The Administration Positions Its Heavy Artillery For The Next Battle In The Culture War
This newsletter has been emphasizing the importance of the culture war in US politics for some time. Recent developments — exposed by the same folks who have told the world how ACORN operates — tell us more about Team Obama’s dream of organizing the national community. We have already been treated to the spectacle of a number of show business personalities telling each of us to “pledge to be a servant to our president.” (See PenPo 103 and 104.) Now we see that this risible propaganda effort, little remarked in the news media, was a tiny part of a much larger effort. The nation is targeted by a recruiting effort.
Further information can be obtained at this link-rich site. For a quick overview of the unfolding scandal (and yes, it is a scandal), read this post first, and then follow up with these two: read this, and then conclude with a good roundup of the facts.
Since before the advent of civilization, art has often been in the service of power. In the twentieth century, Stalin and Hitler and Mao policed their artists vigorously; the Nazis even created the category of “entartete Kunst” (“degenerate art” — perhaps a better translation would be “art that has been robbed of its very soul”) to contain the work of those who painted without due reverence for fascist ideals. The result was a linkage in the minds of today’s public and the politicians: some art, though devoid of explicit symbolism, took on ideological meaning. Censorship and the use of art in and as propaganda so corrupted the common view of art, in other words, that a fair and objective evaluation of painting, the written word and cinema became almost impossible. Everything was a matter of heavily-nuanced interpretation, and that left the door open for political correctness. Pictures of idyllic scenes were no longer just that, but praise of the regime; scenes of people working happily were neither parodies, cynical mockery, honest portrayals nor fantasies, but exhortations to work harder. The meaning, like evil, was in the eye of the beholder, and it still is. When we look at a Soviet era portrait of Stalin, we recognize that we are looking at blatant propaganda; someone from another culture or era would be unaware of the connection.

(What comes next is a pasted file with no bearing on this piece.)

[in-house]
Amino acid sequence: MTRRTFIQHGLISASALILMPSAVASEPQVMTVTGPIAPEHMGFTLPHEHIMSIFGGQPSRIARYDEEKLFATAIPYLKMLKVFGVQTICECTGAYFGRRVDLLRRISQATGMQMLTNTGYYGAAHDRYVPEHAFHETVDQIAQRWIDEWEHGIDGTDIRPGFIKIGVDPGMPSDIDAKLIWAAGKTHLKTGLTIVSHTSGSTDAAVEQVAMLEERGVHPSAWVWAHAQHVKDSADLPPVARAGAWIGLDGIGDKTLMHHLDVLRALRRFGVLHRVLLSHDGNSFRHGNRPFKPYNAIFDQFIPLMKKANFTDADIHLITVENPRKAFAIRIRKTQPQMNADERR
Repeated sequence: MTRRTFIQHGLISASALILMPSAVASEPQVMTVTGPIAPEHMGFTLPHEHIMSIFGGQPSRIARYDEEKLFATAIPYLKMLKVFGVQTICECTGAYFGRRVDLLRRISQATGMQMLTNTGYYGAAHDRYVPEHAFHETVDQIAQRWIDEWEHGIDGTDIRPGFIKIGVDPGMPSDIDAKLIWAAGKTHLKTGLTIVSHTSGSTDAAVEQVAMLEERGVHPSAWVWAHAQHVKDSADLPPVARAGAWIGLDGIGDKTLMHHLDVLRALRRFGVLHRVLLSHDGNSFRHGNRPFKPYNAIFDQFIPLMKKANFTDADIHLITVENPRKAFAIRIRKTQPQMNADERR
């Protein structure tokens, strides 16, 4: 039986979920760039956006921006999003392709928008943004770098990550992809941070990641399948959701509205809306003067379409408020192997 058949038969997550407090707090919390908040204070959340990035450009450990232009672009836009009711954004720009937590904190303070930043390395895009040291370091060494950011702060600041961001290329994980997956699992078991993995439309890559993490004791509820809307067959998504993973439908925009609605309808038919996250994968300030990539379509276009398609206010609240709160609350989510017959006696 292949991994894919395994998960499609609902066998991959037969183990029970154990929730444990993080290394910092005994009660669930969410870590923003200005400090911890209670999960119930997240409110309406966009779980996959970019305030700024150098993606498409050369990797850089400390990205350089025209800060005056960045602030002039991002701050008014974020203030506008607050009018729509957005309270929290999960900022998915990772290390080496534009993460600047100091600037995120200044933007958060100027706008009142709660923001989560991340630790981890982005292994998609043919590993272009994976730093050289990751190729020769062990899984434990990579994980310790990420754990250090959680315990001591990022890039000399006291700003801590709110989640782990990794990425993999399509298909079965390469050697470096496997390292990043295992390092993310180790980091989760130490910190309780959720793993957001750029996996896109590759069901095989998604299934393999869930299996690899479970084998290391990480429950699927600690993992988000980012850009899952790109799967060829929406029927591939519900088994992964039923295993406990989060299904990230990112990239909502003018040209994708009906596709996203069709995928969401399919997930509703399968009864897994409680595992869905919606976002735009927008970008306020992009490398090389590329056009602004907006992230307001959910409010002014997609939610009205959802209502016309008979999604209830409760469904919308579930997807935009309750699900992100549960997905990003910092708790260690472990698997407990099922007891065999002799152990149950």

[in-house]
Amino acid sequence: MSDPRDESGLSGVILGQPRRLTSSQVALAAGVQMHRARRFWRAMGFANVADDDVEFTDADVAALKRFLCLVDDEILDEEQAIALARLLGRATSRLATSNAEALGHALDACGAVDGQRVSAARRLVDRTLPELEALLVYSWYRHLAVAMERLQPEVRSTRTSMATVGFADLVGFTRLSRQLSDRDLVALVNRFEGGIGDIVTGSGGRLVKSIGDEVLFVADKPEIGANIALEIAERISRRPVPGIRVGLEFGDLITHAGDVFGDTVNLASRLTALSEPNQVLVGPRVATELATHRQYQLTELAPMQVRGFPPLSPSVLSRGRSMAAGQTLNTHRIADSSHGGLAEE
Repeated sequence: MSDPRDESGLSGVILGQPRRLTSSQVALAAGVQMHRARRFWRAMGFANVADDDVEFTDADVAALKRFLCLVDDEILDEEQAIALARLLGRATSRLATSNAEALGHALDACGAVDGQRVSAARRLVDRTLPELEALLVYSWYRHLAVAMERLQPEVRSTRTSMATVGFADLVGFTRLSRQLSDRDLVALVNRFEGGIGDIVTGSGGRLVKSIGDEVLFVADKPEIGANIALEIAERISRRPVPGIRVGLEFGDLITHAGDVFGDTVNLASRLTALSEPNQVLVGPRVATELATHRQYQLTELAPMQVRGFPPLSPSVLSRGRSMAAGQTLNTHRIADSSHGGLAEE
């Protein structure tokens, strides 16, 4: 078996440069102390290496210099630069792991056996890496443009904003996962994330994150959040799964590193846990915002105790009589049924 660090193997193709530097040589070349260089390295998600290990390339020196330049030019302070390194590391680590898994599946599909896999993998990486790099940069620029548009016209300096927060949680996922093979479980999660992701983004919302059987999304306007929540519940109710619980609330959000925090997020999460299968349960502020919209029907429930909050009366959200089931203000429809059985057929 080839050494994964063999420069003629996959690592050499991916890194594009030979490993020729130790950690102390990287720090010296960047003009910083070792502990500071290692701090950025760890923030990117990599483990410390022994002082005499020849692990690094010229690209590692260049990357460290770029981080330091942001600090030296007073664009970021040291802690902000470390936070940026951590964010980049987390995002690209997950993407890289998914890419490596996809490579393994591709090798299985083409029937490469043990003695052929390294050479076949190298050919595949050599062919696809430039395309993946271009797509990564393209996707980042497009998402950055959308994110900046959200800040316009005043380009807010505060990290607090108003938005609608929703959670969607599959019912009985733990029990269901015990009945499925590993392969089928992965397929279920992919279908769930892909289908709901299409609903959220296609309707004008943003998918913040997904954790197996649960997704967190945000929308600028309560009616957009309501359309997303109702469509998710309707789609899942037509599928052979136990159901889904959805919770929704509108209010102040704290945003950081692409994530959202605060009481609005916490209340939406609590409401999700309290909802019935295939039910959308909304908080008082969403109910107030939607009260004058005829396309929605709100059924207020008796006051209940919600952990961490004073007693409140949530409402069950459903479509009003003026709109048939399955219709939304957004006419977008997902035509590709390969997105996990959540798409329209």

Team Obama knows better than to suppress some art works and tell artists how to work. But there is a logical conundrum here: if the administration is going to let artists create and display as they see fit, what is this effort to enlist their political support all about? Is it just a matter of getting them to “sign on,” allow their names to be used as examples of people who have pledged “to be a servant to our president”? Does anyone really think endorsements by artists will win hearts and minds in the public at large? Doesn’t the mix of politics and art emit a slight aroma of fascism? What’s really going on here?
It’s easy to understand. The nation is witnessing a manifestation of the collectivist urge to impose solidarity. For some, the spectacle is a bit of a shock. Well, expect more of this “bandwagon” propagandizing as the ruling elite issues ever more requests for pledges of fealty. A system of ideological fiefdom has worked well with the unions and the news media, so why won’t artists respond enthusiastically to exhortations to camaraderie?
Money is sometimes involved, so that partially answers the question. Unfortunately you are involuntarily paying the fees of the artists working on Obama’s graphic arts propaganda. It’s tax-supported.
And it may just be illegal.
It’s far too early for the administration to go to war with organizations like the National Rifle Association and the American Legion. For now, the plan seems to be to surround uncooperative “wingnut” and “flyover country” segments of society with a coalition of True Believers, who will be — quoting the propaganda linked to above — “servants” of the president.
As events unfold, realize that you will not be able to count on the major news media for complete information. That is both a suggestion and a warning: use the internet to get the facts, and beware attempts to control it. Those attempts will surely come, for the new medium is of increasing importance. Sooner or later, Obama, or people very much like him, will try to put a muzzle on it.
These People Do Not Represent The Best Traditions Of US Democracy
Hope and change: “It was an absolutely mind-blowing turn of events, a total collapse of longtime Democratic support for ACORN.” EvenBarney Frank is scuttling for the woodwork now that the light has been turned on. Senator Harry Reid, however, is made of sterner stuff. That’s too bad for the nation.